On Monday, I got a voicemail in the morning; it was one of the kindergarten moms inviting Bub over to play. He was excited and giddy and that afternoon I drove him over and the only nervous question he asked was, "Do you think they have a dog?"
In the driveway, I thought for a second about my options; it's freezing, do I unstrap all of these kids and go up to the door? Do I send Bub up and wave from the driveway like a mom thankful to dump her kid off for the afternoon? Do I leave the little monkeys and take Bub up to the door and hope I don't get invited inside and have to say, "Oh, but I left my kids in the driveway..."?
So I unstrapped all of the kids. We all climbed up a mountain of steps to get to their front door in a whirlwind of cold air and I awkwardly fumbled to squeeze this hipped baby into the house while trying to pull a 3-year-old hand reluctantly into the entryway, and keep any fingers from getting smashed as the door closed behind us. And as the door did close behind us and we all stood there, windblown and kind of in shambles, I looked up into the eyes of this mom and I could have been imagining it but I think I almost saw "all of those options and this is what you decided?" Because then it was a split second and Bub ran off with his friends and I was left standing on the doormat having to turn around to do it all over again -- open the door, clutch the baby on my hip, pull the 3-year-old hand, don't let the hats blow away, watch your step, don't smash your fingers, hurry it's cold, no-really-hurry it's cold, pick up a dropped mitten, get everybody into the truck, and by the time I buckle all of the carseats and finally relax behind the steering wheel I have to check my own fingers for frostbite.
And I sigh. Like me, this mom has three boys. But while my oldest is a kindergartner, her youngest is a kindergartner. She's out of the trenches. I know that her life isn't any easier than mine. I got a tiny, teeny, sliver, tip-of-the-iceberg sample of what bigger kid problems look like when Bub started kindergarten. I know that their problems and challenges grow just as quickly as they do. But sometimes I'd just like my day's biggest obstacle to not involve someone else's bottom or bowel movements. I'd like to only dress myself. I'd like someone to say "I want a snack" and for me to be able to say "OK, go make one" -- and then see them do that. I'd like to drop one of the boys off at a friend's house without feeling like I just climbed Mount Everest with a baby on my hip. But if I give up these little problems of little kids, then what kind of problems does that leave me with... a failed test? A failed class? Hanging out with bad friends? I'd like to think the problems of having big kids are as trivial as the mountains of stinky socks I know I'll be stumbling over for years to come, but I know it's so much more than that. And if I think too hard about it I get really thankful that I wipe bottoms all day.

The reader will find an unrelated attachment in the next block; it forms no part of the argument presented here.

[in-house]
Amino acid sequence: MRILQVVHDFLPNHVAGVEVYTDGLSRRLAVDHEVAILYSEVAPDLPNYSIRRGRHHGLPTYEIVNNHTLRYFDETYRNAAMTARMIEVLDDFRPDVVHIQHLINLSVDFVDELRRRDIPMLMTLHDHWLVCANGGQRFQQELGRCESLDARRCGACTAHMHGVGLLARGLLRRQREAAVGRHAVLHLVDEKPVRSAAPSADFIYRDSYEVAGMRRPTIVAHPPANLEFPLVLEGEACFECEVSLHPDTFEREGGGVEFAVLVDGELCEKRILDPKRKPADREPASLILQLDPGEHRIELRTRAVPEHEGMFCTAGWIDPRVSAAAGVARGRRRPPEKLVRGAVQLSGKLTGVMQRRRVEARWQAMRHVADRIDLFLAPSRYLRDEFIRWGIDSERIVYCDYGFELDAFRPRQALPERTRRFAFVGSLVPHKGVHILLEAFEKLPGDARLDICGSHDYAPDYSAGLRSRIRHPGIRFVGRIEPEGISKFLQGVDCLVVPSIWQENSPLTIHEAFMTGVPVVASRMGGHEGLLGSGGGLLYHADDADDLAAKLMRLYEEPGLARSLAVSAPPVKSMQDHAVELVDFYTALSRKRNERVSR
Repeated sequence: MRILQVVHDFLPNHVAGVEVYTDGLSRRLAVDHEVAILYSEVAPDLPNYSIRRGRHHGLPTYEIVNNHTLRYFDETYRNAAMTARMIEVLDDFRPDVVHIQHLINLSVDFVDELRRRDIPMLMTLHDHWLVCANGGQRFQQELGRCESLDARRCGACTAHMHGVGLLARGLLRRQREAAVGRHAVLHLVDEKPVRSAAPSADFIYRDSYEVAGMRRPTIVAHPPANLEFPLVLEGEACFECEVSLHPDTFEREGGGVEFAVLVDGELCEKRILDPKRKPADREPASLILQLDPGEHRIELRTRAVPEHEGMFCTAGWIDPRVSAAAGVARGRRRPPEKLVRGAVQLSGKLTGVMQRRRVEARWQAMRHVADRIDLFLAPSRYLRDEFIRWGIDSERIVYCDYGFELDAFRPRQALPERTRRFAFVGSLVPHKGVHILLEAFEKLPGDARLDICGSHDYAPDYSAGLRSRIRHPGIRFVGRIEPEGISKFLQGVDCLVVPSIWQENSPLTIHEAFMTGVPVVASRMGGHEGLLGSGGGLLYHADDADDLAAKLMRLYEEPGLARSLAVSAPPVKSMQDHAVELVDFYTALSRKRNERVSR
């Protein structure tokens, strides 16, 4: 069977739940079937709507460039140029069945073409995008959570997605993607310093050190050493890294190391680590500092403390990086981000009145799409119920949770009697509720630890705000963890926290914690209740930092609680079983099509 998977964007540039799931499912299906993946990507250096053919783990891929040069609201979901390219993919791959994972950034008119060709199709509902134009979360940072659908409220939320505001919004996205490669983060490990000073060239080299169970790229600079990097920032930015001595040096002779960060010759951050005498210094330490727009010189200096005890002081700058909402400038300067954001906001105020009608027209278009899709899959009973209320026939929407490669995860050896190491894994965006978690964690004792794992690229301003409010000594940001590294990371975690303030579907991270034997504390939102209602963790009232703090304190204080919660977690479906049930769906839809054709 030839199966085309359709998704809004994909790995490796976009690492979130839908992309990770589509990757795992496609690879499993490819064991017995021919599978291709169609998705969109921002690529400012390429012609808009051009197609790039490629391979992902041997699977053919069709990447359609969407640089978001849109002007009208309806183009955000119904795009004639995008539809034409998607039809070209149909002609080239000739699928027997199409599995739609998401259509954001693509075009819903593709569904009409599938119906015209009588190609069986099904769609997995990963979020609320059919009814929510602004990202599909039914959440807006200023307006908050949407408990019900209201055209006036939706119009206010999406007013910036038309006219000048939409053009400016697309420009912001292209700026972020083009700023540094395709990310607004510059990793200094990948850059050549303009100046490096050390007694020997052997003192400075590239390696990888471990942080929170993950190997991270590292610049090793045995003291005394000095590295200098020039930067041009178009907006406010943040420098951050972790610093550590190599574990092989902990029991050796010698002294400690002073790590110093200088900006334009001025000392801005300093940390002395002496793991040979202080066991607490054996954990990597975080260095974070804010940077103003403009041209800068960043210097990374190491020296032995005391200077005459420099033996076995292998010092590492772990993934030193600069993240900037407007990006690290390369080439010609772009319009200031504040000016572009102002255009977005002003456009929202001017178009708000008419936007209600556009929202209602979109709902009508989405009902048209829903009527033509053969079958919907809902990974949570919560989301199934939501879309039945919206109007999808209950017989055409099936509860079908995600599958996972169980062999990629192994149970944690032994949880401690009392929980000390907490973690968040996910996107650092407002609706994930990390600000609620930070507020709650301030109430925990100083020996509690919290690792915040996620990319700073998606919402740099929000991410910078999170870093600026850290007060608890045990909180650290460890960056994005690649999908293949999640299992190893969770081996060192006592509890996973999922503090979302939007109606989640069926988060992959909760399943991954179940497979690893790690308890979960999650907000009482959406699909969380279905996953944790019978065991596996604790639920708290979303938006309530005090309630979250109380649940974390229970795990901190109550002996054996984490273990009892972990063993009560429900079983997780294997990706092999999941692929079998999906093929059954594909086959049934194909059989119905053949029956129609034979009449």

I think I've given this so much thought because Bub has a loose tooth. Seriously. He has a loose tooth. I can see in his eyes that he's excited, but a little untrusting of the whole situation. And while Bub's front teeth are wobbling in his mouth, his gums ready to surrender and give them up, Scooter keeps sprouting more teeth than I can even keep track of. So I end up with this crazy display of gum-giving, gum-sprouting, circle of life awesomeness right before my eyes. Gum-giving. Gum-sprouting. Sunrise. Sunset. I remember the exact moment I saw that bit of tooth bust through Bub's gums, and now here it is ready to release itself. The circle of life.
I guess the point is that I should be thankful for all of the stages. The Mount Everest hip baby stages, bottom-wiping stages, teeth growing teeth falling stages, stray sock stages, and whatever stages may and will come. Each boy has his own delicate blend of challenging and inspiring phases, and it's always going to be that way. Someday I'll wipe my last baby bottom, but today this grinning, gummy, teethy smile makes it all worth it.
This post originally appeared on Little Victories.